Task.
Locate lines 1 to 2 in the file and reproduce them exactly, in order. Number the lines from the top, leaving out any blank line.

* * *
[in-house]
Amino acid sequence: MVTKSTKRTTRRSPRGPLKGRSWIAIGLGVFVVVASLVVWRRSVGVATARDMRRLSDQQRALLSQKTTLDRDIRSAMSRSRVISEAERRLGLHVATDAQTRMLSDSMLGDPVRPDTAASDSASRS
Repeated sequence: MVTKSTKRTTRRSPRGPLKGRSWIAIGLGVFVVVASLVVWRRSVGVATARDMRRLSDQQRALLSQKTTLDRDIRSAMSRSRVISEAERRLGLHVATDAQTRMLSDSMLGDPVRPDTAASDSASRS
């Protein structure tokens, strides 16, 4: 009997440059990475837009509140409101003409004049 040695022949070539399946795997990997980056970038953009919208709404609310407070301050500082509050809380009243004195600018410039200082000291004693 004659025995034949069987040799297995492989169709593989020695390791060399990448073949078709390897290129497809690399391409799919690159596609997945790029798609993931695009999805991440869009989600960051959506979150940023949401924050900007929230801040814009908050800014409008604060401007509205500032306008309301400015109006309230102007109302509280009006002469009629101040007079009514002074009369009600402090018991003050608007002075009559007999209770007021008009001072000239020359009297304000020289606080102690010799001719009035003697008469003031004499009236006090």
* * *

[in-house]
Amino acid sequence: MVTKSTKRTTRRSPRGPLKGRSWIAIGLGVFVVVASLVVWRRSVGVATARDMRRLSDQQRALLSQKTTLDRDIRSAMSRSRVISEAERRLGLHVATDAQTRMLSDSMLGDPVRPDTAASDSASRS